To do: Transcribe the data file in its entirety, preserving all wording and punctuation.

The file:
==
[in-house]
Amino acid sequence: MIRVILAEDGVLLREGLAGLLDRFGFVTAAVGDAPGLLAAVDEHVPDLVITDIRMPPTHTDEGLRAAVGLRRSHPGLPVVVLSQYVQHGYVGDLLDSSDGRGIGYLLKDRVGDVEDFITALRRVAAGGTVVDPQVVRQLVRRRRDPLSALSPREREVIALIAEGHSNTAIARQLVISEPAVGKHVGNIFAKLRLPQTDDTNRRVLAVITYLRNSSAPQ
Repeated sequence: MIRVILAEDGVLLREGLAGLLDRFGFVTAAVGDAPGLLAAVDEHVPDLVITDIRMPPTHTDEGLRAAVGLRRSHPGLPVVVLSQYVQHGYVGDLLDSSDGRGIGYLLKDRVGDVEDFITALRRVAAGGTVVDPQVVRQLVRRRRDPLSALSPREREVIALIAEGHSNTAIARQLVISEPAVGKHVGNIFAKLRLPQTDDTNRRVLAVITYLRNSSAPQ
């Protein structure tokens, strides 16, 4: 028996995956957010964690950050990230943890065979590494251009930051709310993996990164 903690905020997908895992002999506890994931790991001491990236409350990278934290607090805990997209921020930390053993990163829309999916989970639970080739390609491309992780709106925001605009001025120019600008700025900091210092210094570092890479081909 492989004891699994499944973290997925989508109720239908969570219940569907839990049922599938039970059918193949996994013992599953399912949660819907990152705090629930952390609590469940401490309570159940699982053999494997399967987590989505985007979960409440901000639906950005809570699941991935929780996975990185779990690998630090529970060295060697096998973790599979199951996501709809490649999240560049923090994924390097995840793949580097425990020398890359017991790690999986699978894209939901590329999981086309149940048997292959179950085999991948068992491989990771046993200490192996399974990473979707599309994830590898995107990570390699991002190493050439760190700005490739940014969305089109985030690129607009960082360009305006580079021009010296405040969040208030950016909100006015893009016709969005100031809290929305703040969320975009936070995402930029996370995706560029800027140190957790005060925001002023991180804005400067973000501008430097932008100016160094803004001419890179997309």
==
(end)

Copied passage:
[in-house]
Amino acid sequence: MIRVILAEDGVLLREGLAGLLDRFGFVTAAVGDAPGLLAAVDEHVPDLVITDIRMPPTHTDEGLRAAVGLRRSHPGLPVVVLSQYVQHGYVGDLLDSSDGRGIGYLLKDRVGDVEDFITALRRVAAGGTVVDPQVVRQLVRRRRDPLSALSPREREVIALIAEGHSNTAIARQLVISEPAVGKHVGNIFAKLRLPQTDDTNRRVLAVITYLRNSSAPQ
Repeated sequence: MIRVILAEDGVLLREGLAGLLDRFGFVTAAVGDAPGLLAAVDEHVPDLVITDIRMPPTHTDEGLRAAVGLRRSHPGLPVVVLSQYVQHGYVGDLLDSSDGRGIGYLLKDRVGDVEDFITALRRVAAGGTVVDPQVVRQLVRRRRDPLSALSPREREVIALIAEGHSNTAIARQLVISEPAVGKHVGNIFAKLRLPQTDDTNRRVLAVITYLRNSSAPQ
């Protein structure tokens, strides 16, 4: 028996995956957010964690950050990230943890065979590494251009930051709310993996990164 903690905020997908895992002999506890994931790991001491990236409350990278934290607090805990997209921020930390053993990163829309999916989970639970080739390609491309992780709106925001605009001025120019600008700025900091210092210094570092890479081909 492989004891699994499944973290997925989508109720239908969570219940569907839990049922599938039970059918193949996994013992599953399912949660819907990152705090629930952390609590469940401490309570159940699982053999494997399967987590989505985007979960409440901000639906950005809570699941991935929780996975990185779990690998630090529970060295060697096998973790599979199951996501709809490649999240560049923090994924390097995840793949580097425990020398890359017991790690999986699978894209939901590329999981086309149940048997292959179950085999991948068992491989990771046993200490192996399974990473979707599309994830590898995107990570390699991002190493050439760190700005490739940014969305089109985030690129607009960082360009305006580079021009010296405040969040208030950016909100006015893009016709969005100031809290929305703040969320975009936070995402930029996370995706560029800027140190957790005060925001002023991180804005400067973000501008430097932008100016160094803004001419890179997309």